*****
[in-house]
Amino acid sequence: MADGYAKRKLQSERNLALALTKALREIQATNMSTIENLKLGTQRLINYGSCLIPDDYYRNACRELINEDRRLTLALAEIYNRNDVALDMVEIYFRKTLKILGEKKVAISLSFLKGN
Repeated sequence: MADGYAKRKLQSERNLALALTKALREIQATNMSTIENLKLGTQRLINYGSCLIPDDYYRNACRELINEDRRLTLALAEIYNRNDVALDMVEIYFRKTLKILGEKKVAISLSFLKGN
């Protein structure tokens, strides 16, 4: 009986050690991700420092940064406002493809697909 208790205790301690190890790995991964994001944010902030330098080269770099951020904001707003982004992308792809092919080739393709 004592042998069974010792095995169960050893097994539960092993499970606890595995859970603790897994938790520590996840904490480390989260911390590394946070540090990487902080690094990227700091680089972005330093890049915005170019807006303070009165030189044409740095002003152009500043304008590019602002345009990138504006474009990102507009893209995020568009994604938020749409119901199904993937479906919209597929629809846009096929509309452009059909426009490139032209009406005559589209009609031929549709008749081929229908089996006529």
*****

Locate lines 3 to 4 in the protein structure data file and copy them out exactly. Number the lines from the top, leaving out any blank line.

Repeated sequence: MADGYAKRKLQSERNLALALTKALREIQATNMSTIENLKLGTQRLINYGSCLIPDDYYRNACRELINEDRRLTLALAEIYNRNDVALDMVEIYFRKTLKILGEKKVAISLSFLKGN
């Protein structure tokens, strides 16, 4: 009986050690991700420092940064406002493809697909 208790205790301690190890790995991964994001944010902030330098080269770099951020904001707003982004992308792809092919080739393709 004592042998069974010792095995169960050893097994539960092993499970606890595995859970603790897994938790520590996840904490480390989260911390590394946070540090990487902080690094990227700091680089972005330093890049915005170019807006303070009165030189044409740095002003152009500043304008590019602002345009990138504006474009990102507009893209995020568009994604938020749409119901199904993937479906919209597929629809846009096929509309452009059909426009490139032209009406005559589209009609031929549709008749081929229908089996006529």